There’s a line of thinking that the Vancouver Canucks must acquire a defenseman ahead of this month’s trade deadline, to provide insurance in the event of another – and likely inevitable — Sami Salo injury. However, after watching the Canucks game on Saturday night in Calgary, it seems that Mike Gillis should be looking to pull the trigger on a deal to acquire someone who can play ahead of Salo, even when the veteran defenseman is healthy and in the line-up.
Read on after the break!
Salo is hardly hurting the hockey club – at 37 and coming off the concussion suffered when he was submarined by Brad Marchand in Boston last month, he continues to play relatively error-free hockey. Salo rarely takes penalties (just 8 PIM all season) and is about as low-maintenance a player as you will find in the NHL. But watching him on Saturday night, it seems that Salo is giving the Canucks everything they’re looking for in a depth defenseman, except for the fact that he remains in the team’s top four.
Even at his advanced age and stage, Salo proved last month that he can still fire the puck, as he successfully defended his "hardest shot" title at the team’s annual skills competition with a blast of 102.7 miles per hour. The problem is that Salo just isn’t shooting the puck enough any more. The Finnish defenseman has just five shots in seven games since returning from his latest injury, and he hasn’t registered more than a single shot in any game since he had four against the Bruins.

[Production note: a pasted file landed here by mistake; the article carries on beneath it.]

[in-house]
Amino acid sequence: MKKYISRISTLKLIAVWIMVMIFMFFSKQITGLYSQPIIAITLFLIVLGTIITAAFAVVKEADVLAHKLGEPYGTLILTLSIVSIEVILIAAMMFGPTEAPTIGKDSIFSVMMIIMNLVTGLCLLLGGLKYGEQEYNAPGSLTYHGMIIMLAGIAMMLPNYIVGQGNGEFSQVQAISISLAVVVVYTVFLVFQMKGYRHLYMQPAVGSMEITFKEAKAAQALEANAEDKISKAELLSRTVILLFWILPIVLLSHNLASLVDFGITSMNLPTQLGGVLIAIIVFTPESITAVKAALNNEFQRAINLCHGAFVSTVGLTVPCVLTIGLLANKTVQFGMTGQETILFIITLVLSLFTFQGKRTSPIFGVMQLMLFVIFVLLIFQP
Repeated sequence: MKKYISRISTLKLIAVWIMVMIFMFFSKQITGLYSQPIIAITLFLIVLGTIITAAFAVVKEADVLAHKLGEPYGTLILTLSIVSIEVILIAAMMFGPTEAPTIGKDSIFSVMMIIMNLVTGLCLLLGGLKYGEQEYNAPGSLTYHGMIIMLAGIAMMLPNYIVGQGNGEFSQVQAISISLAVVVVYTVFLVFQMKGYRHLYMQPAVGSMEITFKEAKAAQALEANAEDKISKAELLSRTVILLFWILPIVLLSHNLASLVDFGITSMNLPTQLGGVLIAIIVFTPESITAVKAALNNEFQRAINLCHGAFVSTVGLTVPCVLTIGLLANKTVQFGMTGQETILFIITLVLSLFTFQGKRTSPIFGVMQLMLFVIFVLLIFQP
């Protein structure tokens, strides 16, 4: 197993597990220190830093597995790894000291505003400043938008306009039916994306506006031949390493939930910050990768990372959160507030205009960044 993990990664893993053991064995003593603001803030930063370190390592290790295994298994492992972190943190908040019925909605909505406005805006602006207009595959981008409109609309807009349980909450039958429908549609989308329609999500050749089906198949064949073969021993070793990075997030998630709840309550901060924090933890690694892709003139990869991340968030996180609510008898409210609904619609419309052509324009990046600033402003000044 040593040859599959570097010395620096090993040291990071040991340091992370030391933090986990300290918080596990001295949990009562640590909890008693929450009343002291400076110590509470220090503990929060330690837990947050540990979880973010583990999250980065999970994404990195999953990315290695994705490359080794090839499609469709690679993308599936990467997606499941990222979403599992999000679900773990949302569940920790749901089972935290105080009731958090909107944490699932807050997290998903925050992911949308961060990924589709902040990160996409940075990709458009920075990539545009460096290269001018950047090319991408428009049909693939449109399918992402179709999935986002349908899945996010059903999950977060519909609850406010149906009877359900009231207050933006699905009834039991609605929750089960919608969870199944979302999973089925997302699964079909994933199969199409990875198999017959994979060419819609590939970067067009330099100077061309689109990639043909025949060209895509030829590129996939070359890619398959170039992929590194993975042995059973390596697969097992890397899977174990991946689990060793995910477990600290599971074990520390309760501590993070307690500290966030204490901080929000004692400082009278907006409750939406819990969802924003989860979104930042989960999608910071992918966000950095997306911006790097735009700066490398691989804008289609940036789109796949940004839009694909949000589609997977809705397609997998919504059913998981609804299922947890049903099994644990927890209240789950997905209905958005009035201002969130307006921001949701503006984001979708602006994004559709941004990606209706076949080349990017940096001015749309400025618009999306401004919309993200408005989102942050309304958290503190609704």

Saturday night in Calgary, Salo didn’t just lose his spot on the top power play unit, he barely saw any power play time at all – hitting the ice for just 34 seconds with the man-advantage. Dan Hamhuis led all Canucks defensemen with 2:54 of power play time while Aaron Rome (30 seconds) saw almost as much power-play ice-time as Salo did. Dan Hamhuis is a versatile and well-rounded defenseman, but he is hardly a power play quarterback, and shouldn’t be leading the team in power-play time.
Still, it’s understandable why Alain Vigneault is making the decisions he’s making right now: Sami Salo just isn’t bringing anything to the power play party these days. He hasn’t scored in the past 21 games he’s been in the line-up, and has just one goal (December 8th at Montreal) in his last 26 games. It’s not all about adding offense, but when you have a weapon like Salo does, you simply must use it. He rang a puck off the post in Minnesota on Thursday with perhaps his most-menacing shot attempt in months! The Canucks need to see more of that from Salo.
While Sami Salo won’t always score, teams have no choice but to respect his heavy shot, especially when the Canucks have the man-advantage. If he can get blasts on net, goalies will have trouble controlling rebounds which should produce second-chance scoring opportunities. As it is right now, Salo has just four assists during his goal-scoring drought. That’s simply not good enough on a team that stresses offensive contributions from its defenders.
The second half of February is always a fascinating time of year with the trade deadline rapidly approaching. With each passing game, it looks more and more like the Canucks have already added a depth defenseman to their stable. His name is Sami Salo. Now it’ll be interesting to see if Mike Gillis can find someone capable of joining the team’s top four.